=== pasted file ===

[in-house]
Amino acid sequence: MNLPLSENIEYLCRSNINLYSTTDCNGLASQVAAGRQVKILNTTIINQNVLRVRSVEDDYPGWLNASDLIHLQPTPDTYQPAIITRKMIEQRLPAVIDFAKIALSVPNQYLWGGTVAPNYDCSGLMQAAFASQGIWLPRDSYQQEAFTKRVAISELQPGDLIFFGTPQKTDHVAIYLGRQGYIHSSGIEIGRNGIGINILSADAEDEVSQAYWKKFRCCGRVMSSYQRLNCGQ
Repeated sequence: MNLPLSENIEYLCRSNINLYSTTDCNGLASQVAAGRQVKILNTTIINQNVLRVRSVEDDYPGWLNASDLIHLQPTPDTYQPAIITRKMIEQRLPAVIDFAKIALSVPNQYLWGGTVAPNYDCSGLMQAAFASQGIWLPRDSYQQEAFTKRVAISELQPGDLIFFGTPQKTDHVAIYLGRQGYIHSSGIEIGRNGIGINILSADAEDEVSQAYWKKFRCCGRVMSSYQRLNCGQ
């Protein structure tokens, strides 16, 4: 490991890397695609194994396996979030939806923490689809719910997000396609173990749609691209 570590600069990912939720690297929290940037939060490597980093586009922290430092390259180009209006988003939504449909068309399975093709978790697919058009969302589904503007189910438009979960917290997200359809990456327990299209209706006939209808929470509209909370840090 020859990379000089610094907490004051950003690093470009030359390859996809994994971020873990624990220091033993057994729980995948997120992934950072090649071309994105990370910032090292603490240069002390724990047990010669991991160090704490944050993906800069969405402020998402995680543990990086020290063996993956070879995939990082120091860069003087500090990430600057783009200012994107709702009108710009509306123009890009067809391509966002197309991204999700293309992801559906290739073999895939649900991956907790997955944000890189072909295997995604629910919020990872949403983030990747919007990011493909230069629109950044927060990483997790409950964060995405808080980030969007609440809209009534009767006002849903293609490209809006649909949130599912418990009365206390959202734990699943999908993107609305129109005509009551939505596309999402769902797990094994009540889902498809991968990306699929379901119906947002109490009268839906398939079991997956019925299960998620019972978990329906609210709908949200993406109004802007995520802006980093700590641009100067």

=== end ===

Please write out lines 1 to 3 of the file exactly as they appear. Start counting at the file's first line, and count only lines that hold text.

[in-house]
Amino acid sequence: MNLPLSENIEYLCRSNINLYSTTDCNGLASQVAAGRQVKILNTTIINQNVLRVRSVEDDYPGWLNASDLIHLQPTPDTYQPAIITRKMIEQRLPAVIDFAKIALSVPNQYLWGGTVAPNYDCSGLMQAAFASQGIWLPRDSYQQEAFTKRVAISELQPGDLIFFGTPQKTDHVAIYLGRQGYIHSSGIEIGRNGIGINILSADAEDEVSQAYWKKFRCCGRVMSSYQRLNCGQ
Repeated sequence: MNLPLSENIEYLCRSNINLYSTTDCNGLASQVAAGRQVKILNTTIINQNVLRVRSVEDDYPGWLNASDLIHLQPTPDTYQPAIITRKMIEQRLPAVIDFAKIALSVPNQYLWGGTVAPNYDCSGLMQAAFASQGIWLPRDSYQQEAFTKRVAISELQPGDLIFFGTPQKTDHVAIYLGRQGYIHSSGIEIGRNGIGINILSADAEDEVSQAYWKKFRCCGRVMSSYQRLNCGQ